But their real cost may be high. Viktor Orbán addressed a threatening sentence to the owners: "This affair will not end up the way that was customary in past years…. A new era started a few months ago in Hungary." We don't know how responsible the present owners are. One has the distinct feeling that they are not the only ones who should bear the burden. According to them they operated the factory and handled the sludge strictly according to the laws governing such a facility. If that is the case, the government is also guilty for allowing the current practice of storing the sludge. Moreover, if it is true that two weeks ago there were signs of leakage, surely the Central Transdanubian Inspectorate for the Environment, Conservancy, and Waterways under Zoltán Illés, undersecretary for the environment, is also responsible. After all, it was only a few days ago that they inspected the facility and found everything in order. It also turned out that the company had an insurance policy with ridiculously low coverage. In the media there were outraged comments about the irresponsibility of the owners. But, as it turned out, Hungarian law didn't demand a level of insurance commensurate with the dangers of storing such toxic material. And we haven't even mentioned those who were responsible for building the storage area in the mid-80s. The current owners are madly looking for the plans and cannot find them.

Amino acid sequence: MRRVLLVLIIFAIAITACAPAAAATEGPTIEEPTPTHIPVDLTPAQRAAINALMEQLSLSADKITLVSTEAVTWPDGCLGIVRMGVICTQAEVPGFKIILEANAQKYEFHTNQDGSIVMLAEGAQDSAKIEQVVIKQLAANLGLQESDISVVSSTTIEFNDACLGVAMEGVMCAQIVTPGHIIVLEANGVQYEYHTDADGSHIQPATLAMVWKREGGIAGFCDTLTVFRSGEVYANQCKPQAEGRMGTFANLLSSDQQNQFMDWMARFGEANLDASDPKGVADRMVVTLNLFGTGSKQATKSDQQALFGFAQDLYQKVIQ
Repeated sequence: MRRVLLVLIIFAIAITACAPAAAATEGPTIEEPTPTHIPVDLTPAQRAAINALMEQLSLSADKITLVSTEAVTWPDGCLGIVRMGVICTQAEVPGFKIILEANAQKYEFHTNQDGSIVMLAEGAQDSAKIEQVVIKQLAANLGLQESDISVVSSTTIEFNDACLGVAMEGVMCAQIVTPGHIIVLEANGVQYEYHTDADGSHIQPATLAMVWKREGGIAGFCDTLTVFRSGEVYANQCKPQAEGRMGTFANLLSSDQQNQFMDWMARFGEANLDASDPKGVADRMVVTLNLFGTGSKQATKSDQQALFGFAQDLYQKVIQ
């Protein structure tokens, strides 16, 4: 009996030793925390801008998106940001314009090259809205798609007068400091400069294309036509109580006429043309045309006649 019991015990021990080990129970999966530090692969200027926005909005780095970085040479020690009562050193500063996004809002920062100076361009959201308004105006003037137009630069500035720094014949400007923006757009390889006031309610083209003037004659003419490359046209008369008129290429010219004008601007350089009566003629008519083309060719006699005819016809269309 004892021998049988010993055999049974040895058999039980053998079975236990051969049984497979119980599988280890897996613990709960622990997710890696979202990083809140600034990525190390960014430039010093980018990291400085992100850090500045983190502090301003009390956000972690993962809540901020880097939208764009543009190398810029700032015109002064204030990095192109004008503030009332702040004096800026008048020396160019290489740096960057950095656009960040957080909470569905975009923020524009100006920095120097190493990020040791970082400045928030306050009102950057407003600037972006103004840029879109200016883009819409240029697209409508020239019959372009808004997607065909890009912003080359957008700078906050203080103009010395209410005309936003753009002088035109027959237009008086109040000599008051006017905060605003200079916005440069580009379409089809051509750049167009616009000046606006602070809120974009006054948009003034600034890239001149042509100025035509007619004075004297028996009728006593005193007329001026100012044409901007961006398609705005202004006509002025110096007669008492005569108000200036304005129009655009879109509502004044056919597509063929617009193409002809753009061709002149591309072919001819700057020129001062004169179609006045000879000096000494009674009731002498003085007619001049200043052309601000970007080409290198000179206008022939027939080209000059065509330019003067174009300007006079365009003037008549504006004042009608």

In the meantime, a new crack has appeared in the walls of the storage area. This time on the north side. The crack is not small: 7 centimeters wide. A wall 4-5 meters high is being erected that is about 20 meters wide at the bottom and 5-6 meters wide on the top. This wall/levee is supposed to save the village of Kolontár in case a new spillage occurs. Building the wall will take at least two days. The inhabitants of Kolontár have been ordered to leave the village, and in the nearby Devecser people were told to be ready for possible evacuation. They can pack no more than 20 kg of their most important belongings.